The title of this write-up is a play on a painting called “Players of Strange, Meaningless Games” – a dark and eerie piece by New York-based artist Hawk Alfredson. Born in 1960 in Örebro, Sweden, Hawk arrived in America in 1995 and garnered an eager audience right away. In the mid-90s, New Art International praised him as “the darling of the New York underground art scene”.
A decade later, in 2006, Art & Antiques Magazine called him “one of the most collectible of the European Contemporary Surrealists of the new Century”. Thanks to Film Art LA, Hawk’s paintings have made it to the décor of movies like Ocean’s 13 (2007, Warner Bros.), Mystery Men (1999, Universal Pictures) and I Am Legend (2007, Warner Bros.).
Hawk’s body of work is known for its distinctive Northern European tones and techniques. It is paradoxical in nature – dreamy and fantastical themes are executed in earthy shades of green, grey and brown. We get to encounter alien breeds of peripatetics, bright-eyed apparitions, organic circles, cosmic spirals. Shards of glass, crowns of thorns…
The paintings are weirdly suspended between ugliness and beauty – showing humanity both at its lowest and its highest. Uncouth males and females are exhibited in the middle of utter chaos. Then, serene men and women are projected as confident carriers of mystical wisdom. Taken as a whole, the art – at once real and unreal – disturbs, moves and entertains the viewer.
I caught up with Hawk recently to chat about his artist’s life.
Firstly, where does your odd, shadowy imagery emerge from? Is there a point of departure – an event or epiphany or encounter – behind your creativity that you are conscious of?
Yes, I would say there is one major incident, the consequences of which have affected me deeply as a person and an artist. Back in 1959, my parents lost a two-year-old. I was born exactly a year later in 1960. My parents were, of course, totally devastated and, in a way, the thought of doom was imprinted on me even before I was born. That lost child became a full and proper presence that permeated the mood of my life at all times, particularly until I moved to Stockholm at age 16 to attend art schools. Still, to this day, it affects me and everything I do, the sense of mystery in some of my paintings comes from this early trauma. My parents took me to doctors and hospitals frequently since they feared that I would die too.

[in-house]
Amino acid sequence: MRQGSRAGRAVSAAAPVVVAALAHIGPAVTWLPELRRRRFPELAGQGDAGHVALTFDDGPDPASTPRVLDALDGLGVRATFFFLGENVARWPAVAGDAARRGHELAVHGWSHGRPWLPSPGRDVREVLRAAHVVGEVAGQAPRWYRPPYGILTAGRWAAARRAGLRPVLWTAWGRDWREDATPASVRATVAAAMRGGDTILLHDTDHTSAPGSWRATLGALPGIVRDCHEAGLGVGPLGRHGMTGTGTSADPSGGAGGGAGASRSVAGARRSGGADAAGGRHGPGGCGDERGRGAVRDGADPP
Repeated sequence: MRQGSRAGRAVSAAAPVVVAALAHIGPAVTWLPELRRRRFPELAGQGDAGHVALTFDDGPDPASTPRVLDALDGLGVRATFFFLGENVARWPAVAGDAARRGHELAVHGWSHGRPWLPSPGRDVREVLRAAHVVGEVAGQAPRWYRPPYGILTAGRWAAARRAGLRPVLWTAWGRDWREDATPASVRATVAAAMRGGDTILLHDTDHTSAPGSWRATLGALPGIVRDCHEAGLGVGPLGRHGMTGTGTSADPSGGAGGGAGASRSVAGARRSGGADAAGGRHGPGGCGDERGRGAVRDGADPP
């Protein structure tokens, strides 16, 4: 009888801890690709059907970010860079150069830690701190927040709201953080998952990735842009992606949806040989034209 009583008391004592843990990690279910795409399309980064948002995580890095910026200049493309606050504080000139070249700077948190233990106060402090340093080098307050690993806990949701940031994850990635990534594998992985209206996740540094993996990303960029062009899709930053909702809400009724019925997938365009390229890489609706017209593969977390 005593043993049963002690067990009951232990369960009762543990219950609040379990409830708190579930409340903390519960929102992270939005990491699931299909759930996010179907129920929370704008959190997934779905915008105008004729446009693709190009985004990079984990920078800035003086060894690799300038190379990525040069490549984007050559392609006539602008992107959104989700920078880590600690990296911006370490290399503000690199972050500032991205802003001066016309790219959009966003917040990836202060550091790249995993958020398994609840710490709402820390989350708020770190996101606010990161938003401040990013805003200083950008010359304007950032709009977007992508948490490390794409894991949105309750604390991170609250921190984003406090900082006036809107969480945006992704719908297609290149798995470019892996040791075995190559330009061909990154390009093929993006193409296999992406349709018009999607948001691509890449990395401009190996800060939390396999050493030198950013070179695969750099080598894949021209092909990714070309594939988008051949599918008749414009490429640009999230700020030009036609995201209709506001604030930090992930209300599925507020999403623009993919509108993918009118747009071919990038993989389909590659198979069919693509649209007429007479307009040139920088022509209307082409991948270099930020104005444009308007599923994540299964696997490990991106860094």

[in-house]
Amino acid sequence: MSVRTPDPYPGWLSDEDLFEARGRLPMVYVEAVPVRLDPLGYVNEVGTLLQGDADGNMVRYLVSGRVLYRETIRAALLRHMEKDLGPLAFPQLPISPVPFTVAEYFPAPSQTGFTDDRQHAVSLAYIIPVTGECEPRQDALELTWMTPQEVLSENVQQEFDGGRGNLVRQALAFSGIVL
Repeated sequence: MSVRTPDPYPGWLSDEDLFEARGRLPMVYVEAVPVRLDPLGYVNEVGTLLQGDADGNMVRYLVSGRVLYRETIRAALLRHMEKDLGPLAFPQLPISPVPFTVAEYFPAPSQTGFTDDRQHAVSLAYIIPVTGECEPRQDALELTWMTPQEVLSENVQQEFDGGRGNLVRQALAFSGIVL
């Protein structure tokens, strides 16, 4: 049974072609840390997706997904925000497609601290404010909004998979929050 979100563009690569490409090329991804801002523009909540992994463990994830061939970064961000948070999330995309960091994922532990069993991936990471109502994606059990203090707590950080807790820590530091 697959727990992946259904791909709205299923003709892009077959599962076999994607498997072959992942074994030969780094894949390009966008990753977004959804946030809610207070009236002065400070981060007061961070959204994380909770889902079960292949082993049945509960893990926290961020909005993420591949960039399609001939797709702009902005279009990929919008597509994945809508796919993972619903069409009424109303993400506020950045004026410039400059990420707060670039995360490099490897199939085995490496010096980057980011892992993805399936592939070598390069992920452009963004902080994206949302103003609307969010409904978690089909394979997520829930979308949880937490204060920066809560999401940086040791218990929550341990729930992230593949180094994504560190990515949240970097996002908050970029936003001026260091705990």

Tell me a little about your beginnings in Sweden. How did you become an artist? How did you develop this identity?
I have a feeling I was an artist in a previous life and have been reincarnated so that I can continue pursuing my passion in this one. I had support right from the beginning. My mother was born in Finland and my father in Sweden. A weekend painter, he taught me to paint in oil at age 7 after I had announced that I wanted to become an artist. Together we would study van Gogh’s works, especially the self-portraits. My mother had, before that, encouraged me to draw as she had noticed a talent in me for the same.
When I was 9, I started a correspondence course in drawing developed by the Swedish cartoonist Åke Skiöld. I worked on this almost daily for the next seven years. Furthermore, the absurd drawings of cartoonist Oskar Andersson, also known as ‘O.A.’, inspired me to create my own cartoons when I was very young. In my early teens, my drawings were published in the Swedish edition of Mad Magazine. I had my first group show at 16 and my first solo show at 19 – in 1980. The same year, I sold my first oil painting to the Swedish UFO magazine – UFO-Sverige Aktuellt – and it was shown at a museum in a UFO exhibition.
I had sporadic art shows mostly in Stockholm throughout the 1980s. One was at a bookstore café called Svarta Månen (“black moon”) which also had concerts, poetry readings and a local radio station. Israel “Izzy” Young had, for a short period, an office there too. Izzy is credited with having discovered Bob Dylan, and I have remained in contact with him since then. I always visit his Folklore Center in Stockholm when I’m in Sweden.
In 1988, I spent three months in West Berlin and four months in London in 1989. These were intense and chaotic experiences, especially in West Berlin where war tanks were rolling on the streets and the Wall was still standing. They led to some of my best works, like Stebuklingas Drugelis, Yaraia [featured image above] and Tight Antic II.
You mentioned you moved to Stockholm at age 16 to attend art school. How was your experience of formal art education?
I shifted to Stockholm and enrolled in Fetco’s School of Fine Arts. A year later, I attended Pernby’s Painting School. Once I started at Fetco’s, I was ready for bigger challenges. I would paint more regularly in oil now. Within the classroom, I got to scrutinize the detailed imagery of Dali and many other classic Surrealists. H.R. Giger and Beksinski were other strong visionary influences of mine during the late 70s. Some paintings by Karel Viteszlav Masek and Arnold Böcklin have had as much influence on my artwork as the Old Masters, with the motifs of Georges de La Tour and Jan van Eyck coming to mind in particular.
Stockholm, Berlin, London…finally New York. How did your move across the Atlantic affect your career and your life in general?
I moved to New York in 1995 and got a chance to quickly exhibit in nineteen group shows and two solo shows within the first year. There wasn’t a day in the mid-90s when my work wasn’t up on some wall somewhere in the city. The art scene was very concentrated. It was an incredibly delirious and exciting time.
In 1997, I met my wife Mia at a gallery in Park Slope, Brooklyn. She happened to live just a couple of minutes away. I was having a solo show there and she walked in one day when I wasn’t around and took a good look at all the paintings hanging from floor to ceiling. She was immediately hooked and tracked me down. Two years later, we were living together in Stockholm. A Swedish journalist wrote about our meeting: It was love before first sight. Mia felt Hawk’s presence, his language, yes, his entire being just by studying the details of his paintings.